I’m sure that every single reader of Sharper Iron has time management issues of some kind. We are all busy—and many are busy beyond juggling family, work, and ministry while trying to nurture one’s own physical and spiritual health and well-being. We are stressed, overwhelmed, and downright cranky.
My story probably doesn’t sound much different from anyone else’s. I’ve been a stay-at-home homeschooling mom for over 20 years, caring for an elderly mother with Alzheimer’s, organizing activities at church, leading a homeschool support group, writing for my blog, and hey—let’s not forget handling registrations for Sharper Iron. I sometimes don’t know how I got it all done, and then sometimes I didn’t. The laundry piled up, we ordered pizza for dinner, and I figured floors were just supposed to look like that, ‘cause they are, you know, floors.
I thought it would get better when my mom moved out into a nursing facility, and two more kids graduated from our homeschool. But as any workaholic will tell you, we just find ways to fill those gaps. I took a part-time job as an administrative assistant at our local Chamber of Commerce, and started writing a book.
Like all my friends, I’m trying to figure out what and how much I’m supposed to be doing. I know I need some perspective. So when I saw the book Crazy Busy by Kevin DeYoung in the clearance section at Half Price Books for $3 ($2.40 after my 20% off coupon), I grabbed it up. Another of DeYoung’s books, Just Do Something, had come along when my kids were trying to make some decisions about their futures, and it was incredibly helpful. So I was more than willing to give DeYoung’s perspective on busyness some of my reading time.
The book starts out with a sort of disclaimer; the author isn’t writing this as someone who has figured it out and is sharing the answer. Rather, the book is his exercise at working through his own issues of being Crazy Busy.
We wake up most days not trying to serve, just trying to survive. (p.21)
I think it’s OK for this to happen occasionally, because there are times in our lives when emergencies of various kinds will overwhelm us. However, I’ve had too many mornings when I woke up thinking about how to get through the day so I could go back to bed because I spent half the night mentally going through my To Do List. That’s a life out of balance.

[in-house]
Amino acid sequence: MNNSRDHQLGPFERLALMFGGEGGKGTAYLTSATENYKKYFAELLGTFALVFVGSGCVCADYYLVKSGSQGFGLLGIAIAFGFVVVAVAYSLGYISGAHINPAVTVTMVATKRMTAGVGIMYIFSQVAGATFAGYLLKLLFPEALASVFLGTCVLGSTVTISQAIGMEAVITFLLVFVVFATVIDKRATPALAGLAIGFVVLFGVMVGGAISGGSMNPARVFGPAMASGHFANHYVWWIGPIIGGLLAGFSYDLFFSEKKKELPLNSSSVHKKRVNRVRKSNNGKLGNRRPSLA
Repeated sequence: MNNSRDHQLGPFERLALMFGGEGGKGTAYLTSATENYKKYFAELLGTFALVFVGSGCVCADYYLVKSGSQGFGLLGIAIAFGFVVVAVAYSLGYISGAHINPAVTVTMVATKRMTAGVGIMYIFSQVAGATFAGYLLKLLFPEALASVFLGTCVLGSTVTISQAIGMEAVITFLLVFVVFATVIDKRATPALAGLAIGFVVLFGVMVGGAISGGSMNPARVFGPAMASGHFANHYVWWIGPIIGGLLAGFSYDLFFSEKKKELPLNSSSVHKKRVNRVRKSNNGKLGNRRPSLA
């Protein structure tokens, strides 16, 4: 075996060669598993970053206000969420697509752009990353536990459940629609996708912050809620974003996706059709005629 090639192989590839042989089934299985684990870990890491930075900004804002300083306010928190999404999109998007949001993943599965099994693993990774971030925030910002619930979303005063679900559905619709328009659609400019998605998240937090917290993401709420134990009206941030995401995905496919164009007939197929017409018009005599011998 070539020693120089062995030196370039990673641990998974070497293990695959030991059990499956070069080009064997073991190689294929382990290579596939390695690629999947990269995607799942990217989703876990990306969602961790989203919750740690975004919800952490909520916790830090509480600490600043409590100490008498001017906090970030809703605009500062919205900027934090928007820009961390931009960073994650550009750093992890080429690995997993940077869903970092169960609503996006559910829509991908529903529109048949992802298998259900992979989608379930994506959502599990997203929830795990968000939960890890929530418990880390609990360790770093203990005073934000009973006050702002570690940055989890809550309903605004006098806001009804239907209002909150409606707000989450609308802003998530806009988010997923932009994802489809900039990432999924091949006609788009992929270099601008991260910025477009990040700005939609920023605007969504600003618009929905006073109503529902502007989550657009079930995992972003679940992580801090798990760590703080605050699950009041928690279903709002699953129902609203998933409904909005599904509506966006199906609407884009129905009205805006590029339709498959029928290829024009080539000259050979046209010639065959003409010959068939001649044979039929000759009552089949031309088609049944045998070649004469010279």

The outline of this 128-page book is simple: three dangers to avoid, seven diagnoses to consider, and one thing you must do.
This book is not about time management strategies; DeYoung is going for the heart issues out of which flow any and all of our sin problems, including busyness.
Busyness, of the kind that robs us of joy or feeds our ego, is not because our calendar is full and there’s no white space on our task lists. I think the author nails it when he describes some of the reasons most of us are overscheduled and overworked:
- We are doing things God has not called us to do.
- We are trying to please the people around us.
- We are trying to control everything.
- We are seeking attention.
I quickly recognized myself in some of these descriptions. I can admit I’ve fallen prey to the idea that I need to be doing a little bit of everything. My gifts are in the areas of teaching, administration, and helps, so anything that requires those characteristics (which describe just about every ministry in the church) I have volunteered for. It literally became a joke that when someone says the word “volunteer,” my hand will shoot up of its own accord.
I’m actually not a people-pleaser. I couldn’t care less what people think of me, but I know I’m supposed to (at least a little bit), so I tend to overcompensate in this area, trying to make sure I’m not hurting anyone’s feelings, because—
I am a control freak and a perfectionist. I just wish everyone would get out of my way because I can get it done better and faster by myself.
I can see how these elements of my character knock me out of balance. DeYoung points out that the person who gets left out of all this busyness is God. I acknowledge that I don’t often ask myself if what I am doing is not just a good thing, but the best thing I can do to honor God and be a blessing to those around me.
I also see how my view of work (as in, I’m not happy if I’m not working) makes it difficult for me to relax and meditate. That whole “be still” thing just gets on my nerves. Can’t I listen to God while running the vacuum cleaner?
In case you are wondering, this book covers the effects of technology, and how it hasn’t made our lives more leisurely, as people 50-60 years ago imagined. Because of mobile technology and social media, it’s like we are constantly surrounded by billions of people who can tap on our shoulder at any time. Access to a 24-hour news cycle has made us, as the book describes, “compulsive nibblers of info snacks.”
And—our kids feel the effects of our frenzied lives. They experience ‘secondhand stress’ when we’ve allowed ourselves to be stretched too thin mentally and physically. Our lives are often not the example of a fulfilling, God-honoring life our children, or anyone under our leadership, should follow.
Crazy Busy concludes with probably the best Biblical example of the problem with busyness, and that’s the story in Luke 10 of Mary and Martha. I’ve always sympathized with Martha, probably because I’ve spent years in church kitchens making sure preachers could fill up on biscuits and gravy in between revival services. But no matter how you slice it, that’s choosing busyness over godliness.
If you are struggling with a crazy busy life, I recommend this book. Not because it has a 5-Step Plan or sample schedules for you to follow, but because the author asks the kind of questions that help you get to the crux of the matter—your heart.
Page Count: 128
Size: 5.25 in x 8.0 in
Published: September 23, 2013